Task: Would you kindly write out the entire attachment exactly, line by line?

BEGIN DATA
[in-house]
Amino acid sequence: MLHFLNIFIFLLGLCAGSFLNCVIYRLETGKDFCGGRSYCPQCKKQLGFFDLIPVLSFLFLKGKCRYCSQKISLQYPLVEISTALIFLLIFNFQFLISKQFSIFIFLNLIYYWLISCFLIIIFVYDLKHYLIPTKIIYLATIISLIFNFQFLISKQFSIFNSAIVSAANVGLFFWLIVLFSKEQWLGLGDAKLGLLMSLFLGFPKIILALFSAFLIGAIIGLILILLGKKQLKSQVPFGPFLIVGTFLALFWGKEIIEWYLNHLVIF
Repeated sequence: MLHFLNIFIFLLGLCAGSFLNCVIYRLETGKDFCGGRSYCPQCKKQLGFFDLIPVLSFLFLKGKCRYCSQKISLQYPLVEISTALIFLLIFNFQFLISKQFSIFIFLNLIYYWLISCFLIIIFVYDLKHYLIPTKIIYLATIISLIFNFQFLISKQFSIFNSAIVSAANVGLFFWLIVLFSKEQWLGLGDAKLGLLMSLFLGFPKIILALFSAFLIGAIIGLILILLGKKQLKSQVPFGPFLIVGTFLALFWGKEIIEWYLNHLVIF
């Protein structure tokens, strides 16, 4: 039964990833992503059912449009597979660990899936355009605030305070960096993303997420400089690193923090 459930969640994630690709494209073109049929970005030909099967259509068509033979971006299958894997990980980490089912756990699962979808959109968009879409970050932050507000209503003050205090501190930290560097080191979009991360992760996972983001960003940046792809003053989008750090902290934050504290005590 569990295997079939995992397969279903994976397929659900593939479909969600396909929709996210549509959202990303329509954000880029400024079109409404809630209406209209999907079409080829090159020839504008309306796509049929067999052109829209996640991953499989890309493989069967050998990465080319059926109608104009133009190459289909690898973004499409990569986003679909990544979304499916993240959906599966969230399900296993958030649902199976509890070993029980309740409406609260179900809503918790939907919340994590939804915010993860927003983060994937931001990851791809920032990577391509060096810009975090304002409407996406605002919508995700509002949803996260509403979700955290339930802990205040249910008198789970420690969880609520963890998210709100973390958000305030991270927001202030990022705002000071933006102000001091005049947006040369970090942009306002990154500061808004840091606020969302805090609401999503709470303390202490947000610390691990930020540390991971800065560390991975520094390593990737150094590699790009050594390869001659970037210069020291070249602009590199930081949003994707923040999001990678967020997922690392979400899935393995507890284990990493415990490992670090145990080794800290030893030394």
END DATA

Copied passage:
[in-house]
Amino acid sequence: MLHFLNIFIFLLGLCAGSFLNCVIYRLETGKDFCGGRSYCPQCKKQLGFFDLIPVLSFLFLKGKCRYCSQKISLQYPLVEISTALIFLLIFNFQFLISKQFSIFIFLNLIYYWLISCFLIIIFVYDLKHYLIPTKIIYLATIISLIFNFQFLISKQFSIFNSAIVSAANVGLFFWLIVLFSKEQWLGLGDAKLGLLMSLFLGFPKIILALFSAFLIGAIIGLILILLGKKQLKSQVPFGPFLIVGTFLALFWGKEIIEWYLNHLVIF
Repeated sequence: MLHFLNIFIFLLGLCAGSFLNCVIYRLETGKDFCGGRSYCPQCKKQLGFFDLIPVLSFLFLKGKCRYCSQKISLQYPLVEISTALIFLLIFNFQFLISKQFSIFIFLNLIYYWLISCFLIIIFVYDLKHYLIPTKIIYLATIISLIFNFQFLISKQFSIFNSAIVSAANVGLFFWLIVLFSKEQWLGLGDAKLGLLMSLFLGFPKIILALFSAFLIGAIIGLILILLGKKQLKSQVPFGPFLIVGTFLALFWGKEIIEWYLNHLVIF
């Protein structure tokens, strides 16, 4: 039964990833992503059912449009597979660990899936355009605030305070960096993303997420400089690193923090 459930969640994630690709494209073109049929970005030909099967259509068509033979971006299958894997990980980490089912756990699962979808959109968009879409970050932050507000209503003050205090501190930290560097080191979009991360992760996972983001960003940046792809003053989008750090902290934050504290005590 569990295997079939995992397969279903994976397929659900593939479909969600396909929709996210549509959202990303329509954000880029400024079109409404809630209406209209999907079409080829090159020839504008309306796509049929067999052109829209996640991953499989890309493989069967050998990465080319059926109608104009133009190459289909690898973004499409990569986003679909990544979304499916993240959906599966969230399900296993958030649902199976509890070993029980309740409406609260179900809503918790939907919340994590939804915010993860927003983060994937931001990851791809920032990577391509060096810009975090304002409407996406605002919508995700509002949803996260509403979700955290339930802990205040249910008198789970420690969880609520963890998210709100973390958000305030991270927001202030990022705002000071933006102000001091005049947006040369970090942009306002990154500061808004840091606020969302805090609401999503709470303390202490947000610390691990930020540390991971800065560390991975520094390593990737150094590699790009050594390869001659970037210069020291070249602009590199930081949003994707923040999001990678967020997922690392979400899935393995507890284990990493415990490992670090145990080794800290030893030394």